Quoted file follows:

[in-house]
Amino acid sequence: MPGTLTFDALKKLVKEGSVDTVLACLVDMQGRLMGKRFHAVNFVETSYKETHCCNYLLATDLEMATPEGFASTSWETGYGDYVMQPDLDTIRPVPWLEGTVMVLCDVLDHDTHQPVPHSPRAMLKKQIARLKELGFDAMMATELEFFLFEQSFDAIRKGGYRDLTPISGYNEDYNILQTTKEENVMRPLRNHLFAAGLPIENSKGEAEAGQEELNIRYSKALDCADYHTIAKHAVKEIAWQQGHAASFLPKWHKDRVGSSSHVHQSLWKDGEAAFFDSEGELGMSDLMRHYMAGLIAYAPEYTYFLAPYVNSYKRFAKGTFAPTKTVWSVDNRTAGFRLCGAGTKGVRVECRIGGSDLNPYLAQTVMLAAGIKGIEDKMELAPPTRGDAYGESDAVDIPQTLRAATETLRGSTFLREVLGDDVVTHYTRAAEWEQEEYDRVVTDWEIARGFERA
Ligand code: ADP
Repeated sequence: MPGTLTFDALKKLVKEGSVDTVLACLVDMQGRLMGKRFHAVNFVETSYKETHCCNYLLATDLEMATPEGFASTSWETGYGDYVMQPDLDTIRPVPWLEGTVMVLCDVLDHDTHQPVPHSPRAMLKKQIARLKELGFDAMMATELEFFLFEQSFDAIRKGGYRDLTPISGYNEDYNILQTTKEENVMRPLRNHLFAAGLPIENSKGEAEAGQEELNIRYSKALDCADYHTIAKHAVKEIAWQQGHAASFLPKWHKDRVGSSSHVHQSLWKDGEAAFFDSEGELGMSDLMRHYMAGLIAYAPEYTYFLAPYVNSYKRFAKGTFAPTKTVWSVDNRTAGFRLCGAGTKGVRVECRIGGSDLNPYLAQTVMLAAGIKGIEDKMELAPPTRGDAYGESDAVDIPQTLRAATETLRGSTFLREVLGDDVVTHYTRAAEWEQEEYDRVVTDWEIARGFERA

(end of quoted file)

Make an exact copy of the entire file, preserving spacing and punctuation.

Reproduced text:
[in-house]
Amino acid sequence: MPGTLTFDALKKLVKEGSVDTVLACLVDMQGRLMGKRFHAVNFVETSYKETHCCNYLLATDLEMATPEGFASTSWETGYGDYVMQPDLDTIRPVPWLEGTVMVLCDVLDHDTHQPVPHSPRAMLKKQIARLKELGFDAMMATELEFFLFEQSFDAIRKGGYRDLTPISGYNEDYNILQTTKEENVMRPLRNHLFAAGLPIENSKGEAEAGQEELNIRYSKALDCADYHTIAKHAVKEIAWQQGHAASFLPKWHKDRVGSSSHVHQSLWKDGEAAFFDSEGELGMSDLMRHYMAGLIAYAPEYTYFLAPYVNSYKRFAKGTFAPTKTVWSVDNRTAGFRLCGAGTKGVRVECRIGGSDLNPYLAQTVMLAAGIKGIEDKMELAPPTRGDAYGESDAVDIPQTLRAATETLRGSTFLREVLGDDVVTHYTRAAEWEQEEYDRVVTDWEIARGFERA
Ligand code: ADP
Repeated sequence: MPGTLTFDALKKLVKEGSVDTVLACLVDMQGRLMGKRFHAVNFVETSYKETHCCNYLLATDLEMATPEGFASTSWETGYGDYVMQPDLDTIRPVPWLEGTVMVLCDVLDHDTHQPVPHSPRAMLKKQIARLKELGFDAMMATELEFFLFEQSFDAIRKGGYRDLTPISGYNEDYNILQTTKEENVMRPLRNHLFAAGLPIENSKGEAEAGQEELNIRYSKALDCADYHTIAKHAVKEIAWQQGHAASFLPKWHKDRVGSSSHVHQSLWKDGEAAFFDSEGELGMSDLMRHYMAGLIAYAPEYTYFLAPYVNSYKRFAKGTFAPTKTVWSVDNRTAGFRLCGAGTKGVRVECRIGGSDLNPYLAQTVMLAAGIKGIEDKMELAPPTRGDAYGESDAVDIPQTLRAATETLRGSTFLREVLGDDVVTHYTRAAEWEQEEYDRVVTDWEIARGFERA